Endocrine Disruptors and Reproductive Health

According to the World Health Organization, “endocrine disruptors are chemical substances of natural or artificial origin, foreign to an organism, which can interfere with the functioning of the endocrine (hormonal) system and have a negative effect on the organism and its descendants.”

Our everyday environment exposes us to pesticides, toxic substances (present in many plastics derived from hydrocarbons found in household renovation or maintenance products), our furniture, our clothes, our kitchen accessories and even our food

Many such substances are suspected of causing certain issues with sperm and the menstrual cycle, causing infertility, congenital deformities, miscarriages, premature births, and other health problems. These endocrine disruptors have created a great deal of concern among scientific researchers.

Acting at extremely low doses, the damage they cause may only appear years after initial exposure.

Additionally, the combined effects of multiple endocrine disruptors are still poorly understood (a “cocktail effect” caused by daily overexposure). 

How Endocrine Disruptors Work

Endocrine disruptors can enter the body undetected through the nose (in the air we breathe), the mouth (what we eat and drink) and the skin (cells absorb the substances and transmit them to the bloodstream). 

They can disrupt hormonal function in several ways: 

  • By imitating natural hormones; 

  • By preventing hormones from communicating their messages to cells;

  • By causing irreversible cell damage during embryo formation;

  • By interfering with the secretion and elimination of hormones from the body.

Examples of Endocrine Disruptors

  • BISPHENOL A is used in the production of plastics. In food packaging, it prevents micro-bacterial contamination and preserves the taste of food. 

  • PHTALATES are often used as plasticizers, as they soften plastics. They also serve as fixing agents in cosmetics. 

  • PARABENS have antifungal and antibacterial properties. They are generally used as conserving agents.

  • SYNTHETIC HORMONES such as oral contraceptives, hormone replacement treatments and certain feed additives for animals, for example, are all specially designed to act on the endocrine system. Their derivatives are found in waste water and contaminate the environment. 

  • AND MORE...

 

Prevention

It’s important to avoid or diminish the impact of endocrine disruptors. Here’s a brief list of products that may contain them:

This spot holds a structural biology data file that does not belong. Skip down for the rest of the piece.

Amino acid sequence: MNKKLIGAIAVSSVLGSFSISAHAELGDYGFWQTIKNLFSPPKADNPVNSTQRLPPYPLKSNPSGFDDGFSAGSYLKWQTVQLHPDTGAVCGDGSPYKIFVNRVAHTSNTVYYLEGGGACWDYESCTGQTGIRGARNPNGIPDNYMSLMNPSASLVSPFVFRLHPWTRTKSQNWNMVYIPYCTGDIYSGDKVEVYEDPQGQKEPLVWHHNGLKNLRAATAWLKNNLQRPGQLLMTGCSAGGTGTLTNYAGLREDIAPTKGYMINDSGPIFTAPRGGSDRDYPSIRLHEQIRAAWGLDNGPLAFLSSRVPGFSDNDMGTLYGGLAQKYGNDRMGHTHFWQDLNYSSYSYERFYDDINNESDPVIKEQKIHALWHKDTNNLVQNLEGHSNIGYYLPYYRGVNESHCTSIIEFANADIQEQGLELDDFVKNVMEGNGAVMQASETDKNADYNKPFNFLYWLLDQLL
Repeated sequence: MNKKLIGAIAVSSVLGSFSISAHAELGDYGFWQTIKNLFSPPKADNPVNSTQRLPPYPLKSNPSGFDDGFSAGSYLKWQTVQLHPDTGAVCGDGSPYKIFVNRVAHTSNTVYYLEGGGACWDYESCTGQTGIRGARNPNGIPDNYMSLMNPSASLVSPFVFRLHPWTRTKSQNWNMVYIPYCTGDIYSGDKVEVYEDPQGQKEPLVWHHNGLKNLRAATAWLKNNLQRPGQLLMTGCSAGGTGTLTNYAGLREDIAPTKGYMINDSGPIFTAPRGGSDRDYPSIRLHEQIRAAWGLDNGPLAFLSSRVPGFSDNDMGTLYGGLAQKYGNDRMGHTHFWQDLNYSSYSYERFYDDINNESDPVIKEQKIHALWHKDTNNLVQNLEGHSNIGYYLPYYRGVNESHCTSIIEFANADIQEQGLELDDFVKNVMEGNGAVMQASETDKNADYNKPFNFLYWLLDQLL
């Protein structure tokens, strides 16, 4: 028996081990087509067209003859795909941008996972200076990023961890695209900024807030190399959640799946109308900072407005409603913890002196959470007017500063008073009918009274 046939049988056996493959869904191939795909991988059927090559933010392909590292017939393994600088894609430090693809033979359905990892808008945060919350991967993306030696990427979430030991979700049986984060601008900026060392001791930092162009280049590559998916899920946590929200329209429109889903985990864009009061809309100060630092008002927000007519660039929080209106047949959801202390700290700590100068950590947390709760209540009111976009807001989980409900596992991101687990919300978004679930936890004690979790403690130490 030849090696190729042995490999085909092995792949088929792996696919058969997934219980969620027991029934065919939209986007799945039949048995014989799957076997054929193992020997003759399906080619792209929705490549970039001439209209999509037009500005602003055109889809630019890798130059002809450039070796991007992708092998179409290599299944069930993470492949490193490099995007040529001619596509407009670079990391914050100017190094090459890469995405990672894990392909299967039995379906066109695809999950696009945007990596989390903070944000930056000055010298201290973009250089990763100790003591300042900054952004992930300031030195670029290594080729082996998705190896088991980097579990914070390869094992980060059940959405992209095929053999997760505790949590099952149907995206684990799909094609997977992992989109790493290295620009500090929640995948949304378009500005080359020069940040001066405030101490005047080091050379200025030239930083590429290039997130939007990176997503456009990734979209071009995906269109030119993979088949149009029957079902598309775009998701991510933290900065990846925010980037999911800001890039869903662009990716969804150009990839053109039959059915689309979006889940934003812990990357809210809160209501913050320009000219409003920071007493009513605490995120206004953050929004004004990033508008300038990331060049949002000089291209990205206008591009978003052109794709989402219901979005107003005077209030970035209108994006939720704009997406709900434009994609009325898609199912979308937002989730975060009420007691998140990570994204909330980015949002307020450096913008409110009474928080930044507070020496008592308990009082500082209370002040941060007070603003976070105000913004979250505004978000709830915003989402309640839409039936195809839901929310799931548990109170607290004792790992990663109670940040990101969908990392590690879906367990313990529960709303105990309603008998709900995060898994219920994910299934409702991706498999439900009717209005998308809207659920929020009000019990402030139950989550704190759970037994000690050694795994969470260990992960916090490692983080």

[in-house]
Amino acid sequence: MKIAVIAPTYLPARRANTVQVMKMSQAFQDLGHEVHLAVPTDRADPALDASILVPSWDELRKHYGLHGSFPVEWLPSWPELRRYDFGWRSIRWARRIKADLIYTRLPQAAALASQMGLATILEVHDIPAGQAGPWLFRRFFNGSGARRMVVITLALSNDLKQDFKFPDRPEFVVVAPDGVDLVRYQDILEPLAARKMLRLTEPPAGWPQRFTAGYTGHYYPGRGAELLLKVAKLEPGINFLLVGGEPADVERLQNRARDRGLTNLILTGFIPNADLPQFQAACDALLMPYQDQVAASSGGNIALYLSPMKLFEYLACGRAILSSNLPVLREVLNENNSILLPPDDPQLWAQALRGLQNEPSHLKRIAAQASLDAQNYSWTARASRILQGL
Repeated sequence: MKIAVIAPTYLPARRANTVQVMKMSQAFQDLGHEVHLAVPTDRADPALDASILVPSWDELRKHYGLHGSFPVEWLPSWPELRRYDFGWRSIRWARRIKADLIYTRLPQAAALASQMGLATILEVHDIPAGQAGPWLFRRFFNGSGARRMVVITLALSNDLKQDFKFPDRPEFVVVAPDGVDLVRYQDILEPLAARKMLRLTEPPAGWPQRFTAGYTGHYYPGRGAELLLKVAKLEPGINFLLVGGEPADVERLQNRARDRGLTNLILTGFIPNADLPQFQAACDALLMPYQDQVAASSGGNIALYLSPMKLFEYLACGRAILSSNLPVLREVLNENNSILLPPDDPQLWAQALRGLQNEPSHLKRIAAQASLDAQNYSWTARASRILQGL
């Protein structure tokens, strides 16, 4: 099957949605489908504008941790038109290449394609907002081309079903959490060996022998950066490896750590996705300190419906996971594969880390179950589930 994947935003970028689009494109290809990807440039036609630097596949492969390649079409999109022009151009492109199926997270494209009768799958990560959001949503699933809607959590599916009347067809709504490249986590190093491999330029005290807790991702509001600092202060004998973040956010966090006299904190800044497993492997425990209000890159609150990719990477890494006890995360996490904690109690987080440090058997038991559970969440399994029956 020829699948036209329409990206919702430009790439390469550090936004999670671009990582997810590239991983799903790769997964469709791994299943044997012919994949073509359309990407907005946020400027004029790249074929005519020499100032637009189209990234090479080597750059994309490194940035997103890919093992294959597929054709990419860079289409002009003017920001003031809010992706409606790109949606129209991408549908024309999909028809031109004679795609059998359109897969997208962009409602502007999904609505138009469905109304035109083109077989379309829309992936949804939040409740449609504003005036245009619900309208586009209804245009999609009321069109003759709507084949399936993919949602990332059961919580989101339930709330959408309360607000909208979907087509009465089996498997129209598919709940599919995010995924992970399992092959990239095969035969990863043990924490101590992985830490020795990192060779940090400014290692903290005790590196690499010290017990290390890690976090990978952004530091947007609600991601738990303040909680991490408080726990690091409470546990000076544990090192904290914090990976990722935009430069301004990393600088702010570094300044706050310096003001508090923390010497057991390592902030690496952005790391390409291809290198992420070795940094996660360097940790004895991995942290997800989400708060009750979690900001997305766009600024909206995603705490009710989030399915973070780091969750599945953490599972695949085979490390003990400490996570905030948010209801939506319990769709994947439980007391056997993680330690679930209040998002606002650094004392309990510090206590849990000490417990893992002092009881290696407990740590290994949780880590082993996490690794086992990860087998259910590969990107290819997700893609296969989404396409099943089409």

• PVC shower curtains;

  • Children’s toys;

  • Personal hygiene products;

  • Detergents;

  • Cleaning products;

  • Canned foods;

  • Plastic food wrap;

  • Air fresheners;

  • Kitchen cookware;

  • Dust, as it accumulates toxins present in the air.

Protecting Future Generations

"The relationship between the dose of these substances and their effects is not linear, there may be a greater impact with a lower dose than a higher dose. Rather, it’s the time of exposure that is most important, with a particular sensitivity during pregnancy and early childhood. This development stage, when a human being is particularly vulnerable, is called the ‘exposure window.’ The duration of exposure must also be taken into account. […] Finally, endocrine disruptors are a time bomb, with long-term effects that may not manifest until adulthood or what may be transmitted from one generation to the next (a multigenerational effect)." (Duval & Simonot, 2010)
 
To find more information, as well as less toxic alternatives, consult the following websites on the subject: 

http://www.sabotagehormonal.org/ (French only)

www.davidsuzuki.org

http://www.environmentaldefence.ca

www.ewg.org

http://cerhr.niehs.nih.gov/common/index.html

http://www.healthbeforepregnancy.ca/

http://www.generationscobayes.org  (French only)

 

 

Génération Cobayes, consulté le 30 juillet 2018, Les perturbateurs endocriniens, http://www.generationscobayes.org/je-minforme/les-perturbateurs-endocriniens-0

 

DUVAL Geneviève et  Brigitte SIMONOT, Les perturbateurs endocriniens : Un enjeu sanitaire pour le XXIème siècle, Air Pur,  2010, 79, p.11